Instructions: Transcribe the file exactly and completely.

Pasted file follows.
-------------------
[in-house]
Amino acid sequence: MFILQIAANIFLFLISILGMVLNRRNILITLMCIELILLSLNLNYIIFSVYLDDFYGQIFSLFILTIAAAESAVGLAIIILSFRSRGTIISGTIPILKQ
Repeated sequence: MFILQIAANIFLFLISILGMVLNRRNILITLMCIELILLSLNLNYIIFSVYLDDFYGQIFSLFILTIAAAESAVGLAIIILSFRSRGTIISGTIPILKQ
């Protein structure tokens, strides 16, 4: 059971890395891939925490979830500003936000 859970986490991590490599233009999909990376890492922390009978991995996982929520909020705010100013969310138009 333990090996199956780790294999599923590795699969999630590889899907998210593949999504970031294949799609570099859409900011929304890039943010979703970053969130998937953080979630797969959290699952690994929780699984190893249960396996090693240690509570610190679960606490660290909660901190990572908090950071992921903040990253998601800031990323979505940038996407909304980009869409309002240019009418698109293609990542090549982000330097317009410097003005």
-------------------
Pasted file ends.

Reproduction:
[in-house]
Amino acid sequence: MFILQIAANIFLFLISILGMVLNRRNILITLMCIELILLSLNLNYIIFSVYLDDFYGQIFSLFILTIAAAESAVGLAIIILSFRSRGTIISGTIPILKQ
Repeated sequence: MFILQIAANIFLFLISILGMVLNRRNILITLMCIELILLSLNLNYIIFSVYLDDFYGQIFSLFILTIAAAESAVGLAIIILSFRSRGTIISGTIPILKQ
């Protein structure tokens, strides 16, 4: 059971890395891939925490979830500003936000 859970986490991590490599233009999909990376890492922390009978991995996982929520909020705010100013969310138009 333990090996199956780790294999599923590795699969999630590889899907998210593949999504970031294949799609570099859409900011929304890039943010979703970053969130998937953080979630797969959290699952690994929780699984190893249960396996090693240690509570610190679960606490660290909660901190990572908090950071992921903040990253998601800031990323979505940038996407909304980009869409309002240019009418698109293609990542090549982000330097317009410097003005």